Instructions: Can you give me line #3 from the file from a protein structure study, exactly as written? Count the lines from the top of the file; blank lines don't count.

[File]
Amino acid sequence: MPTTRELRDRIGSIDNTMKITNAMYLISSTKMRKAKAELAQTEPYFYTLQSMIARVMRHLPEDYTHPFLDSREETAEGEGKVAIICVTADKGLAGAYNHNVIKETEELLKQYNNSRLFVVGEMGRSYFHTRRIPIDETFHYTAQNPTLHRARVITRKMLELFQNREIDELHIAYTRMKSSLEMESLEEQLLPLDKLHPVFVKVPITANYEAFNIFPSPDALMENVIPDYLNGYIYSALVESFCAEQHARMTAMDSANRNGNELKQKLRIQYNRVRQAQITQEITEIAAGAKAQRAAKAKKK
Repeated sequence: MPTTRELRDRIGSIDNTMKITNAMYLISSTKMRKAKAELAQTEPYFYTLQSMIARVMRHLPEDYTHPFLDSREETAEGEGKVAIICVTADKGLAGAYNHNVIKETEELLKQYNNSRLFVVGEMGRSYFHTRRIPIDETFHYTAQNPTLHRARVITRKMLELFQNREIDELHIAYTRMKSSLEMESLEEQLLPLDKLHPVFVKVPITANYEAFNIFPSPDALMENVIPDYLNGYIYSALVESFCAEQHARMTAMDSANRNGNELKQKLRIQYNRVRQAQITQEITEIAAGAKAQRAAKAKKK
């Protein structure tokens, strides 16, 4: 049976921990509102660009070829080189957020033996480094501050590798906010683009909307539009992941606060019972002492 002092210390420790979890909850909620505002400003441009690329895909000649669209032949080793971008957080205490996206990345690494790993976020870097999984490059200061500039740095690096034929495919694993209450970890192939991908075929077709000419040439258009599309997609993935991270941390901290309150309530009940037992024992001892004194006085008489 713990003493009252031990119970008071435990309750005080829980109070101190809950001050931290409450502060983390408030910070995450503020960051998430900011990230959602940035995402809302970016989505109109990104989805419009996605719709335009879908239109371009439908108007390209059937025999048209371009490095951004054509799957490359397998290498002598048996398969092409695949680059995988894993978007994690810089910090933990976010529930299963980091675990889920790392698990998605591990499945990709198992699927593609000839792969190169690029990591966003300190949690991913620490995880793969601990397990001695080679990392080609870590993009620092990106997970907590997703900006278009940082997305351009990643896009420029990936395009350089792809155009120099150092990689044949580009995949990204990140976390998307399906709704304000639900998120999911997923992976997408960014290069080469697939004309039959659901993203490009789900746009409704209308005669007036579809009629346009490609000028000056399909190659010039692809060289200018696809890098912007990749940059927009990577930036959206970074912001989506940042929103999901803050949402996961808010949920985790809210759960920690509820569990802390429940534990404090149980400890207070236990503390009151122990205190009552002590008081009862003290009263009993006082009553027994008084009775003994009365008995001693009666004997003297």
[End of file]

């Protein structure tokens, strides 16, 4: 049976921990509102660009070829080189957020033996480094501050590798906010683009909307539009992941606060019972002492 002092210390420790979890909850909620505002400003441009690329895909000649669209032949080793971008957080205490996206990345690494790993976020870097999984490059200061500039740095690096034929495919694993209450970890192939991908075929077709000419040439258009599309997609993935991270941390901290309150309530009940037992024992001892004194006085008489 713990003493009252031990119970008071435990309750005080829980109070101190809950001050931290409450502060983390408030910070995450503020960051998430900011990230959602940035995402809302970016989505109109990104989805419009996605719709335009879908239109371009439908108007390209059937025999048209371009490095951004054509799957490359397998290498002598048996398969092409695949680059995988894993978007994690810089910090933990976010529930299963980091675990889920790392698990998605591990499945990709198992699927593609000839792969190169690029990591966003300190949690991913620490995880793969601990397990001695080679990392080609870590993009620092990106997970907590997703900006278009940082997305351009990643896009420029990936395009350089792809155009120099150092990689044949580009995949990204990140976390998307399906709704304000639900998120999911997923992976997408960014290069080469697939004309039959659901993203490009789900746009409704209308005669007036579809009629346009490609000028000056399909190659010039692809060289200018696809890098912007990749940059927009990577930036959206970074912001989506940042929103999901803050949402996961808010949920985790809210759960920690509820569990802390429940534990404090149980400890207070236990503390009151122990205190009552002590008081009862003290009263009993006082009553027994008084009775003994009365008995001693009666004997003297």